Without LGBTQ history, there is no American history. From Teaching Tolerance and hosts Leila Rupp and John D'Emilio, Queer America takes listeners on a journey that spans from Harlem to the Frontier West, revealing stories of LGBTQ life we should have learned in school.
This podcast is produced in partnership with University of Wisconsin Press, publishers of Understanding and Teaching U.S. Lesbian, Gay, Bisexual, and Transgender History. It is the first book designed for high school and university teachers who want to integrate LGBTQ history into their standard curriculum. From now until the end of the year, the University of Wisconsin Press is offering a 30 percent discount for Queer America listeners who order the recently updated, second edition of this collection. Use the promotional code, QAPODCAST.
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Queer America is an exploration of the history of sexual identity and gender identity in the United States. Leila Rupp and John D’Emilio host this new podcast from Teaching Tolerance—a resource to help educators integrate LGBTQ history into their curriculum.
From the Gold Rush to the Cold War, Historian Daniel Hurewitz offers strategies for integrating LGBTQ History into your curriculum. He shares lesson examples from U.S. history and insights from educators already teaching queer history in their classrooms.
In a fascinating conversation with host Leila J. Rupp, historian and writer Genny Beemyn brings us inspiring—and surprising—stories of trans and gender nonconforming figures, from the Frontier West to the modern civil rights movement and beyond.
Lessons from the classroom—from high stakes testing to critical thinking skills—professor Emily Hobson & public school teacher Felicia Perez discuss their experiences and practical advice to help you incorporate LGBTQ History.
We’re passing love notes across time. Historian Susan K. Freeman takes a deep dive into the history of women who loved women—and offers ways for educators to connect love letters to lessons on culture, women’s rights movements and literary themes.
Lifelong partnerships between women existed long before the legalization of gay marriage. Susan K. Freeman continues her exploration of the spaces they found—in their words, their societies and their homes—for same-sex intimacy.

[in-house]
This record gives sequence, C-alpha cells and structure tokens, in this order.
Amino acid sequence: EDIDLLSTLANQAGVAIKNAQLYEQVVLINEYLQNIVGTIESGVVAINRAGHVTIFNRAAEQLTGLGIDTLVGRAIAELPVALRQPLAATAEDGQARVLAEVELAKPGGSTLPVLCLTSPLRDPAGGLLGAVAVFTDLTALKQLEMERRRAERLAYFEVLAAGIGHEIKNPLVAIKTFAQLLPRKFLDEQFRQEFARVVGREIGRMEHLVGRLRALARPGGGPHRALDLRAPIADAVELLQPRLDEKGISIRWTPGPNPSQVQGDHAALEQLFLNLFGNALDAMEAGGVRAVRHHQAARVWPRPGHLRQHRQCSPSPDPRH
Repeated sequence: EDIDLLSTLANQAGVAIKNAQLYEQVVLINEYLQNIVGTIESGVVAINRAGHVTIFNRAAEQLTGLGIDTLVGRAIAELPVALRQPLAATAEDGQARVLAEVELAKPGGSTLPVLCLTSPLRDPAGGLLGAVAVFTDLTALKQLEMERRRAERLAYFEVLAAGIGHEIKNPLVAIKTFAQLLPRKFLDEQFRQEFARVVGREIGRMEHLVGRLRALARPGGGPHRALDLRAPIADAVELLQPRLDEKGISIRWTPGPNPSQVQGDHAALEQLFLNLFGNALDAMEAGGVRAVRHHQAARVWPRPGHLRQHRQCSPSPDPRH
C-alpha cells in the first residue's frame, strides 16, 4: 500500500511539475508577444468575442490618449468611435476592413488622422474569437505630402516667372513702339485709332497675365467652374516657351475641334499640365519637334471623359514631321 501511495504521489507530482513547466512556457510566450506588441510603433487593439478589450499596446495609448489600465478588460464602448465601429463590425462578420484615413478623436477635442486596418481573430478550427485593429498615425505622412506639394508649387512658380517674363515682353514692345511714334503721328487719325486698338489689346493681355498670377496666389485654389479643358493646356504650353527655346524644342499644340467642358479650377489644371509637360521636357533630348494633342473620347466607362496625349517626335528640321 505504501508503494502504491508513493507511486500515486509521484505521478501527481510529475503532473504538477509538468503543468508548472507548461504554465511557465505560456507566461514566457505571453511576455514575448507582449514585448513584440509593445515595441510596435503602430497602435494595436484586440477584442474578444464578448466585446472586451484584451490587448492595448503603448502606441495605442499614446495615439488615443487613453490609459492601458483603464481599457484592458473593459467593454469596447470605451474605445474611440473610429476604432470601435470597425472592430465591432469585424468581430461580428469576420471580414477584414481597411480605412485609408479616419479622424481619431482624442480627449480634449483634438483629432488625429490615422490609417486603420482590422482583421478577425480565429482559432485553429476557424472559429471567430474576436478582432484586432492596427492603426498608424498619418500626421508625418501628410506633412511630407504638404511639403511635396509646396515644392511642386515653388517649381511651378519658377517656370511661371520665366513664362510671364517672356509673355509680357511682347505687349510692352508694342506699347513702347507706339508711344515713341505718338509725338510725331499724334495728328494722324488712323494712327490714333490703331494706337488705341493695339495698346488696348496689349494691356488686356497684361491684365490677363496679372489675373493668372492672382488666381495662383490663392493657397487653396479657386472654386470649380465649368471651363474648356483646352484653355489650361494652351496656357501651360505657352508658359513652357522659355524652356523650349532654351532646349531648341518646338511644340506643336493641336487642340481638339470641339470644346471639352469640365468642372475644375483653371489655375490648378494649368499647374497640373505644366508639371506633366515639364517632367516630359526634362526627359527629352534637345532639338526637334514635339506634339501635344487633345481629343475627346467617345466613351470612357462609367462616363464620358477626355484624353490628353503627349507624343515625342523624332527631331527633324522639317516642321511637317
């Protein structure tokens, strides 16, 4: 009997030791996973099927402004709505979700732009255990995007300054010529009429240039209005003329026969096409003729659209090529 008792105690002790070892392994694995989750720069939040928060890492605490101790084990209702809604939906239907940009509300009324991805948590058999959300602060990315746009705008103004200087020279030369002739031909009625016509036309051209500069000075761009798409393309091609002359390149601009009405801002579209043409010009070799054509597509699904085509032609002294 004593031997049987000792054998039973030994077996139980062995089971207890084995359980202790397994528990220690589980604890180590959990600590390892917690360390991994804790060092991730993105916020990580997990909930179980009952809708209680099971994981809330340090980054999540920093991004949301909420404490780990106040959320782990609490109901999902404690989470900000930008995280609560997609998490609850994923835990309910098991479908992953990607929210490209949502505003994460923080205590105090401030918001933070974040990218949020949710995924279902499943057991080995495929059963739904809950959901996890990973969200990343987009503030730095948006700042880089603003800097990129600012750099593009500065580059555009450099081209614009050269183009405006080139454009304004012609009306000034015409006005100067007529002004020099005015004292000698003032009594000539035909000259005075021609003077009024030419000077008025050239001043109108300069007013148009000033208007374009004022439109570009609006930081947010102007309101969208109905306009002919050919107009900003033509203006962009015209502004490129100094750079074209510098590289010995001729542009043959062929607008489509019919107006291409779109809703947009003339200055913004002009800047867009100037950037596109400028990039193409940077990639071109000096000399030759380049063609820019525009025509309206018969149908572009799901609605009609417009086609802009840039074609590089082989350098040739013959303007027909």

“If we teach only about the Red Scare, we’re only telling part of the story of the Cold War.” Historian David K. Johnson explores the systemic firing of gay government employees and the consequences of a homophobic culture that still endure today.
World War II plunged a double-edged sword into the heart of the U.S. queer community. Historian Susan Freeman examines how the war brought gay men and lesbians together, and the ways it isolated them from the right to serve and benefit from their service.
What can the private lives of public figures like Eleanor Roosevelt and J. Edgar Hoover tell us about their impact on U.S. history? Historian Claire Potter helps us navigate the relationships among identity, power and actions—and why we must teach them.
Don’t start—or stop—with Stonewall. To understand not just LGBTQ history but all post-war U.S. history, students must see the 1960s in context. In this episode, Amnesty International’s Ian Lekus dives into the minority-rights revolutions of the 1960s.
The revolution was intersectional. Amnesty International’s Ian Lekus returns to discuss ways educators can highlight the many identities of 1960s activists and help students understand the roles LGBTQ people played in movements you already teach.
“Inequality directly affected the scope of the epidemic.” Historian Jennifer Brier and CAARAC founder Shakita Jones discuss the history and structural discrimination surrounding AIDS, and how to approach these difficult conversations in the classroom.
Queer characters have existed on screen since the era of silent film. But do they have a starring role in your syllabus? Scholars Sharon Ullman and Nicholas Syrett offer concrete strategies for teaching LGBTQ history through films and documentaries.